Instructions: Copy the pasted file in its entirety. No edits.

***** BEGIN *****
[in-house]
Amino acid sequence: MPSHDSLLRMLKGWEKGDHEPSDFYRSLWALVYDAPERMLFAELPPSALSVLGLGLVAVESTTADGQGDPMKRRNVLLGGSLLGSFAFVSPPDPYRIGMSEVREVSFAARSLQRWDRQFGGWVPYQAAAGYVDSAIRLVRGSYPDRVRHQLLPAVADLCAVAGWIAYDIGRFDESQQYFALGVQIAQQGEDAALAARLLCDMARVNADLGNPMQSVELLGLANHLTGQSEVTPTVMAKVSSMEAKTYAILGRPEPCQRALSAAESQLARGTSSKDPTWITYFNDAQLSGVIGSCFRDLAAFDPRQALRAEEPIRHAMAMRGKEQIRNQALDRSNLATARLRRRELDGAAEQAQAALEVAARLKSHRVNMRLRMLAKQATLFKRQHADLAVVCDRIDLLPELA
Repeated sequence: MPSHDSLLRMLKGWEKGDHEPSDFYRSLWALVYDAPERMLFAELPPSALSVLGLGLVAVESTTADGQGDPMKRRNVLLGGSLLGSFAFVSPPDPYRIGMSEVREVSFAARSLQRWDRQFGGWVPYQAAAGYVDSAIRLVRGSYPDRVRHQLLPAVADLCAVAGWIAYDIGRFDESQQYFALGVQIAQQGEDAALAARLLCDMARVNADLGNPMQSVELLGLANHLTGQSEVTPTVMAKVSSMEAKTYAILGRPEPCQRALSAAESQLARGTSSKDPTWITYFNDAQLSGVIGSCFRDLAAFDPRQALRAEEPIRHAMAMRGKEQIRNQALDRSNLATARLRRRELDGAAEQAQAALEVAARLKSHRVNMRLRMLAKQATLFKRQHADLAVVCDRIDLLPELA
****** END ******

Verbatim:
[in-house]
Amino acid sequence: MPSHDSLLRMLKGWEKGDHEPSDFYRSLWALVYDAPERMLFAELPPSALSVLGLGLVAVESTTADGQGDPMKRRNVLLGGSLLGSFAFVSPPDPYRIGMSEVREVSFAARSLQRWDRQFGGWVPYQAAAGYVDSAIRLVRGSYPDRVRHQLLPAVADLCAVAGWIAYDIGRFDESQQYFALGVQIAQQGEDAALAARLLCDMARVNADLGNPMQSVELLGLANHLTGQSEVTPTVMAKVSSMEAKTYAILGRPEPCQRALSAAESQLARGTSSKDPTWITYFNDAQLSGVIGSCFRDLAAFDPRQALRAEEPIRHAMAMRGKEQIRNQALDRSNLATARLRRRELDGAAEQAQAALEVAARLKSHRVNMRLRMLAKQATLFKRQHADLAVVCDRIDLLPELA
Repeated sequence: MPSHDSLLRMLKGWEKGDHEPSDFYRSLWALVYDAPERMLFAELPPSALSVLGLGLVAVESTTADGQGDPMKRRNVLLGGSLLGSFAFVSPPDPYRIGMSEVREVSFAARSLQRWDRQFGGWVPYQAAAGYVDSAIRLVRGSYPDRVRHQLLPAVADLCAVAGWIAYDIGRFDESQQYFALGVQIAQQGEDAALAARLLCDMARVNADLGNPMQSVELLGLANHLTGQSEVTPTVMAKVSSMEAKTYAILGRPEPCQRALSAAESQLARGTSSKDPTWITYFNDAQLSGVIGSCFRDLAAFDPRQALRAEEPIRHAMAMRGKEQIRNQALDRSNLATARLRRRELDGAAEQAQAALEVAARLKSHRVNMRLRMLAKQATLFKRQHADLAVVCDRIDLLPELA